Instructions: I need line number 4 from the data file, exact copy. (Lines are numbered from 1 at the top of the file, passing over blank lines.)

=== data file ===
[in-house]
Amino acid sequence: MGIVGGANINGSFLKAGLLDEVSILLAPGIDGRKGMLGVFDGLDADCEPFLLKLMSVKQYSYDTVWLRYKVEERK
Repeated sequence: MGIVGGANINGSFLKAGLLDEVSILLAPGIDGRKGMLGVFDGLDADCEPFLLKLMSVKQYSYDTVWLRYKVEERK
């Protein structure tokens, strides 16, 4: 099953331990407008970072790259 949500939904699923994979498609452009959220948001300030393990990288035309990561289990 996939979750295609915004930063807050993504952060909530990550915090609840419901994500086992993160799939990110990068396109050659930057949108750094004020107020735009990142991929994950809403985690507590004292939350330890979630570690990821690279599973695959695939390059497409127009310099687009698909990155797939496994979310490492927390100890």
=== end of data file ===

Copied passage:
């Protein structure tokens, strides 16, 4: 099953331990407008970072790259 949500939904699923994979498609452009959220948001300030393990990288035309990561289990 996939979750295609915004930063807050993504952060909530990550915090609840419901994500086992993160799939990110990068396109050659930057949108750094004020107020735009990142991929994950809403985690507590004292939350330890979630570690990821690279599973695959695939390059497409127009310099687009698909990155797939496994979310490492927390100890």